The Los Angeles Times reported that "[Sen. John] McCain has not budged from his insistence that he can balance the budget within four years." But in the article, the Times did not note that McCain's chief economic policy adviser backed off the commitment to balance the budget in four years and that McCain has repeatedly shifted on his time frame for balancing the budget.
In an October 23 article, Los Angeles Times staff writer Stephen Braun reported that Sen. John McCain "has not budged from his insistence that he can balance the budget within four years." However, Braun did not point out that just days earlier McCain's chief economic policy adviser Douglas Holtz-Eakin did "budge," saying, "[t]he events of the past couple months have completely thrown a wrench" into McCain's plan "to balance the budget by the end of his first term," and that "[i]t's going to be harder and take longer." Additionally, the Times again failed to mention that -- as the Times itself has previously reported -- McCain has repeatedly shifted on his time frame for balancing the budget, originally claiming he would balance the budget in four years, then pledging to do so in eight years, before reversing himself again to return to the four-year pledge.
During an October 20 presidential economic advisers forum, Holtz-Eakin said that McCain "has put together a plan which I developed to balance the budget by the end of his first term. The events of the past couple months have completely thrown a wrench into that; there's no way around it. He would still like to balance it. It's going to be harder and take longer."
The next day, during a Council on Foreign Relations roundtable discussion, Holtz-Eakin said the McCain campaign "had hoped to balance it [the budget] by the end of the first term," but that "[i]t's gotten an awful lot harder."
From the video of the October 20 presidential economic advisers forum:
RICHARD CLARIDA (Columbia faculty panelist): Doug, you are an acknowledged expert on the budget -- of course, spent some time with the Congressional Budget Office. I would say that one thing that struck me as unusual about this campaign -- and there are many things that are unusual about the campaign -- is almost the complete lack of discussion about the budget deficit. Does Senator McCain -- would a President McCain -- believe that budget deficits matter? Do they push up interest rates? Do they create issues in international trade, or has the deficit gone away as an issue that the country and the financial markets should be concerned about?
HOLTZ-EAKIN: Senator McCain is a strong believer that we should balance the budget. He's the only candidate in this race that believes that. He has put together a plan which I developed to balance the budget by the end of his first term. The events of the past couple months have completely thrown a wrench into that; there's no way around it. He would still like to balance it. It's going to be harder and take longer. How do you balance the budget? Well, number one, you have to have the economy grow. We've never had sustained efforts at deficit reduction that were successful in the United States without economic growth, so all things that push towards stronger job creation -- not taxing small businesses, not driving jobs out of this country, not an excessive -- you know, things that Austan left out of his health care plan: a mandate that you have to have $12,000 worth of insurance if you're an employer or pay a fine, which they won't specify. They're on record saying you don't need to know that till after the election. You don't go that route. You create jobs in the economy, provide some foundation for this, then you control spending.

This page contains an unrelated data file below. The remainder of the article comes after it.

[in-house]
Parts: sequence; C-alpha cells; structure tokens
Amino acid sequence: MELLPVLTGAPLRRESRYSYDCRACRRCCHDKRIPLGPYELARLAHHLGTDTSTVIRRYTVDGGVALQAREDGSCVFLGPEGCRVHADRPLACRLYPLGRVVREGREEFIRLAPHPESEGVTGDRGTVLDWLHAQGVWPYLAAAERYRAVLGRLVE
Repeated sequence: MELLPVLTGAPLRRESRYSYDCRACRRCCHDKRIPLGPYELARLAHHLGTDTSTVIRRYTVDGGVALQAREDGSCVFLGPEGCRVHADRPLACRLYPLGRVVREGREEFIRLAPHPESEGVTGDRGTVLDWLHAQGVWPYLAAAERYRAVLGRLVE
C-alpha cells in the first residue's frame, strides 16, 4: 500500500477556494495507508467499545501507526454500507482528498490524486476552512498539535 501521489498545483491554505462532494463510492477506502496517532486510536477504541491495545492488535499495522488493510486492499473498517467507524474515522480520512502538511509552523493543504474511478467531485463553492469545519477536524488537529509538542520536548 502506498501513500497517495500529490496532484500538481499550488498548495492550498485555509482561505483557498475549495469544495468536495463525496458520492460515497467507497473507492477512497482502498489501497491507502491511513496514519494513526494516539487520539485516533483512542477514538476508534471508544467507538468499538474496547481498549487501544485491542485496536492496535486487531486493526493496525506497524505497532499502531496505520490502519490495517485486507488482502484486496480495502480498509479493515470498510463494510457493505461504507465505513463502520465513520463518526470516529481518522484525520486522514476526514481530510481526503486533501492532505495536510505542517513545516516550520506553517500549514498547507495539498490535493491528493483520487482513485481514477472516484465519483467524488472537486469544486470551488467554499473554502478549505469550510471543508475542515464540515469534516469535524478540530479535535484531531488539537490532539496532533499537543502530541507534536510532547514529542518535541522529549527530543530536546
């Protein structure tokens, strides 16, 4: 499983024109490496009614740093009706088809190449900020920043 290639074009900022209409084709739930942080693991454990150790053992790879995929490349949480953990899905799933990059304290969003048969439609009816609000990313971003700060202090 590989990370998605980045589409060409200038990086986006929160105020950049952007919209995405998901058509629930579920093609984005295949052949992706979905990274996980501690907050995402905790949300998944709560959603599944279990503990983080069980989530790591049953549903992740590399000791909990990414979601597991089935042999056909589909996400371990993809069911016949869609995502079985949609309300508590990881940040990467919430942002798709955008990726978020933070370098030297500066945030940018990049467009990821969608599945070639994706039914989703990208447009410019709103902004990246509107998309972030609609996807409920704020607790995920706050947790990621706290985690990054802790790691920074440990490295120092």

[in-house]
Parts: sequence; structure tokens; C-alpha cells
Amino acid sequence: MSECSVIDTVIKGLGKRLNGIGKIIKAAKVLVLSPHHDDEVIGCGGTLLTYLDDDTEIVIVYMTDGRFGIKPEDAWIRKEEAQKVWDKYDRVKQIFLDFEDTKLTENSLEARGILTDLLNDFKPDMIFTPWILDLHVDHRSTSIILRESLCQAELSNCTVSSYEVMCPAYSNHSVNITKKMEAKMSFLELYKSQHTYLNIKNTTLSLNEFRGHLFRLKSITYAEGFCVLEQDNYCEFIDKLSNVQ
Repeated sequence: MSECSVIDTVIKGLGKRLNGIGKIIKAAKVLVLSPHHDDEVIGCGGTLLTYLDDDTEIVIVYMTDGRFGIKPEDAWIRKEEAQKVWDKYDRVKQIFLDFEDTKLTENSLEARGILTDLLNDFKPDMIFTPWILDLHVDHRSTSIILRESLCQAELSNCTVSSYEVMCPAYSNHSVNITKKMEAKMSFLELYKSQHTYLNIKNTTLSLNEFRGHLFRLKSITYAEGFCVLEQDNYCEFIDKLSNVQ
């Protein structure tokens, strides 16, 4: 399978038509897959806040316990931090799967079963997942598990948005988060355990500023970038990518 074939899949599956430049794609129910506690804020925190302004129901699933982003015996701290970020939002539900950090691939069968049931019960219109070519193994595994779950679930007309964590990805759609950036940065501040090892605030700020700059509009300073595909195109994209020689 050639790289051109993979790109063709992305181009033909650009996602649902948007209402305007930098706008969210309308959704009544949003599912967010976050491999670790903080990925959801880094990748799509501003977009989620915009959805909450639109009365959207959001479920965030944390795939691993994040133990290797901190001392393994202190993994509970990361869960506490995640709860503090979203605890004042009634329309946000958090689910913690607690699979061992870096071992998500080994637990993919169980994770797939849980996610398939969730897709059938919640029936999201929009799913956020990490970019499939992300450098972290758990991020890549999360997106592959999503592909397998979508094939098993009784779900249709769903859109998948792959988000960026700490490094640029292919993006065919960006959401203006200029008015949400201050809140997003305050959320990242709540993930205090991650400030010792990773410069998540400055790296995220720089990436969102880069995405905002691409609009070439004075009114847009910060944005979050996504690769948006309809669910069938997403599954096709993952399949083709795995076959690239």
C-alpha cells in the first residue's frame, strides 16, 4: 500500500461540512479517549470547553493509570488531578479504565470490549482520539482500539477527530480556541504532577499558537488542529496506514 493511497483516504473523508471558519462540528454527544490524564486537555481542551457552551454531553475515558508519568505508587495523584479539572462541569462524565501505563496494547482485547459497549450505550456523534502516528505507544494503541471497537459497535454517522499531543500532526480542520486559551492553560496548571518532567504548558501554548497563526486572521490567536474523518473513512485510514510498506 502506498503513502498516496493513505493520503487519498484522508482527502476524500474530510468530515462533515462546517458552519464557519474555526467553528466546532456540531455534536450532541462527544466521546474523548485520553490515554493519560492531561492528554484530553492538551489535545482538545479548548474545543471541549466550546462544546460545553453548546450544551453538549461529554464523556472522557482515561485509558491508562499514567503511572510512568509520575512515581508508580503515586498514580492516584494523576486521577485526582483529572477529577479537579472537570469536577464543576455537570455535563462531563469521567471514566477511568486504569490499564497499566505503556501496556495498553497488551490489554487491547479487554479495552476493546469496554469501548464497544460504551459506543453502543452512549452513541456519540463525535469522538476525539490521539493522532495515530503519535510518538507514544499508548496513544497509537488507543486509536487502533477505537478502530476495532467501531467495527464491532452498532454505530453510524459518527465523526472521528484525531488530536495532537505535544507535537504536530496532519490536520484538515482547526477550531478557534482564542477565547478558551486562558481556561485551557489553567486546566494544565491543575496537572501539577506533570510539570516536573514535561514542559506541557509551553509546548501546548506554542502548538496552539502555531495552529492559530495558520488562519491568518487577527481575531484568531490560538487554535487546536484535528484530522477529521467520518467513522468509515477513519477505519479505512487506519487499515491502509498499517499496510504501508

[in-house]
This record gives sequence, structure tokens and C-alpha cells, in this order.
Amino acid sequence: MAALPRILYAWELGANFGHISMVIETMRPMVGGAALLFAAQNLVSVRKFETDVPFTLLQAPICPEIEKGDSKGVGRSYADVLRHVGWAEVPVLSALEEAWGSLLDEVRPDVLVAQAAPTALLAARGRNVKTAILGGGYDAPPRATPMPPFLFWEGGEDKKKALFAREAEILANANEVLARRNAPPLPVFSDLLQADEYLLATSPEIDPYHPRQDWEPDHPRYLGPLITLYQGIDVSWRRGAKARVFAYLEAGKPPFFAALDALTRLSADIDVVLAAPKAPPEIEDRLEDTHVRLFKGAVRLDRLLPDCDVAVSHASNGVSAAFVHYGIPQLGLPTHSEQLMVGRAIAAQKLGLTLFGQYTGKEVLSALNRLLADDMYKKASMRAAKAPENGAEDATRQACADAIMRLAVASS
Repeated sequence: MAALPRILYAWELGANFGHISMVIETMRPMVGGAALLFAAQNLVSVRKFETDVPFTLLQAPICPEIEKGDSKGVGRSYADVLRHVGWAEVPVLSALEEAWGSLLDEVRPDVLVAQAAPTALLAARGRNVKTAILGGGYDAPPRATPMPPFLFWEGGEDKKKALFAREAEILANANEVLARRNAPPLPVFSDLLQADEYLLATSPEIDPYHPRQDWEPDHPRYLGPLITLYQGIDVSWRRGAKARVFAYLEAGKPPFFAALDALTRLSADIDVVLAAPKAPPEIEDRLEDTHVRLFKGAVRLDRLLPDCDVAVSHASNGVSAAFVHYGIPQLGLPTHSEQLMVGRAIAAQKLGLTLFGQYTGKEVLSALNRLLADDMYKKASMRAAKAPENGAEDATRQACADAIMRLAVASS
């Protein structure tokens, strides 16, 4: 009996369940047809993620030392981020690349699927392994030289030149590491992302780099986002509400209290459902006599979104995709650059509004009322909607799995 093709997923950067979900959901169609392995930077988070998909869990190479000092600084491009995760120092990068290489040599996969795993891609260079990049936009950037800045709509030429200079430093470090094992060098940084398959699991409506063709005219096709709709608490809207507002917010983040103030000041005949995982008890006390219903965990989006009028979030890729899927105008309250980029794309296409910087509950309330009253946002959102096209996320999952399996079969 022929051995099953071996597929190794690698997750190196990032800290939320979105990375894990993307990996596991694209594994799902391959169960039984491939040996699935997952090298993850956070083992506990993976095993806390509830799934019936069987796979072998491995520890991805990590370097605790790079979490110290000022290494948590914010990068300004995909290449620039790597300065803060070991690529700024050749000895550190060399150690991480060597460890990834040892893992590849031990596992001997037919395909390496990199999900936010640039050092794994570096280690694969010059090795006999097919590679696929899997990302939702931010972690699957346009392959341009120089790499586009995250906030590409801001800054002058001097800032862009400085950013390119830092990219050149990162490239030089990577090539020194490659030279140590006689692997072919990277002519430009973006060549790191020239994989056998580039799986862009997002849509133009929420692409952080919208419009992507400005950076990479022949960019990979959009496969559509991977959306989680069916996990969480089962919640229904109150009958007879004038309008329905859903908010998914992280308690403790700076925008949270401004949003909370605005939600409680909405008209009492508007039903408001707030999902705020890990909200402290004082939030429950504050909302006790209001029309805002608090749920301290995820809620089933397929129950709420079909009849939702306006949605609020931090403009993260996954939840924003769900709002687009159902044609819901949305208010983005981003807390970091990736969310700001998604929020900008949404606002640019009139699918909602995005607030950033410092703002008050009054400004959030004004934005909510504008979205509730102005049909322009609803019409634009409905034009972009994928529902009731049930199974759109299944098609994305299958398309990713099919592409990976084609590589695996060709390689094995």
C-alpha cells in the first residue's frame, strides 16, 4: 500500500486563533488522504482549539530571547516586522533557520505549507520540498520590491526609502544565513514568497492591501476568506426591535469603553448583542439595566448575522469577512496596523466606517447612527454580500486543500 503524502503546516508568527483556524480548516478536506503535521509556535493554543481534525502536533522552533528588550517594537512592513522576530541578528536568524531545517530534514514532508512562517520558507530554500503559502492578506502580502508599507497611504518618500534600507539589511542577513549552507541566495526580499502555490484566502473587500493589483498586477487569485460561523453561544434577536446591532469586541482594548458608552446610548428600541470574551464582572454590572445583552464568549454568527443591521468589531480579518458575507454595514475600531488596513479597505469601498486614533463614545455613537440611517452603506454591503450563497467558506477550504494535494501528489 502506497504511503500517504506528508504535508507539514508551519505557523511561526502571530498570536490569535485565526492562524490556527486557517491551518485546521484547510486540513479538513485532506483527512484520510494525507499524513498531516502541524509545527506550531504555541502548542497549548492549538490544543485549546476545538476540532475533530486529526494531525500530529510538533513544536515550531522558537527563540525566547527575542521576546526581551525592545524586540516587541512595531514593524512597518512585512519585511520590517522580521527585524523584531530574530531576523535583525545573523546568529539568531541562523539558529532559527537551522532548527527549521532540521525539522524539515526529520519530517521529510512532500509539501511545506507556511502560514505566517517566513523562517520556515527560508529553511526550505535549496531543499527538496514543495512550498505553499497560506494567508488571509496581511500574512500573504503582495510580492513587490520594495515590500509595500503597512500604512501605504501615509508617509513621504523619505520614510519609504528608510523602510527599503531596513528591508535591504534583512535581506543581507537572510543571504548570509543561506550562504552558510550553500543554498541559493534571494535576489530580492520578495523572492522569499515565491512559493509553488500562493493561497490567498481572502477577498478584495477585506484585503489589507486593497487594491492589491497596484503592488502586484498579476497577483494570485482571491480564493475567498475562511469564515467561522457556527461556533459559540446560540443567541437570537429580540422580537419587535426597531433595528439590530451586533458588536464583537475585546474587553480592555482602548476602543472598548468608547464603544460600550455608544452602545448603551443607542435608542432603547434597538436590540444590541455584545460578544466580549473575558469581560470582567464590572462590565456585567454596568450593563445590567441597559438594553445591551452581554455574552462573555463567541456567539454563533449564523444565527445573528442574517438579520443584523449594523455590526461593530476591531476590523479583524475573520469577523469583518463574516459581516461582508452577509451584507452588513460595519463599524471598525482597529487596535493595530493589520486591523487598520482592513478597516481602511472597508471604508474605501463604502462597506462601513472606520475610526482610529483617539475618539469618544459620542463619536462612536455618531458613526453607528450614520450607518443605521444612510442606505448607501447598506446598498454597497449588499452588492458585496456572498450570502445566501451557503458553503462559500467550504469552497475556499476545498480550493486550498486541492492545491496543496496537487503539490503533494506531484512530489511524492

And we saw in the late 1990s tremendous efforts at budgetary controls that slowed the growth rate of spending. He thinks we should just go back to that kind of toughness.
From the video of the October 21 roundtable discussion:
FLOYD NORRIS (New York Times columnist): Mr. Holtz-Eakin, earlier in this campaign, when my colleague David Leonhardt was pushing to understand exactly how you proposed to balance the budget, you said that in time the details would become clear and, quote, "It's just June." Well, it's late October now. Are the details clear?
HOLTZ-EAKIN: I'd say the answer to that is no, because we've seen events in the past month that have blown the budget wide open. I mean, the current, you know, 2007-2008 trajectory is very bad, going from a modest deficit to a very large one, and we've got the bailout on the horizon. So, the reality is, John McCain had -- has a commitment to balancing the budget. We had hoped to balance it by the end of the first term. It's gotten an awful lot harder.
From the October 23 Los Angeles Times article:
Obama's chief economic advisor, Jason Furman, was more explicit during a conference call this week. "The top priority would be to avoid a deep recession," he said -- suggesting a strategy that could require costly efforts to jump-start the economy.
McCain has not budged from his insistence that he can balance the budget within four years. The Republican Arizona senator has said his plans for new corporate tax cuts would be offset by an across-the-board spending freeze.
But a growing number of economists, including some free-market-oriented experts, say the nation faces massive deficits over the next several years no matter who is elected president.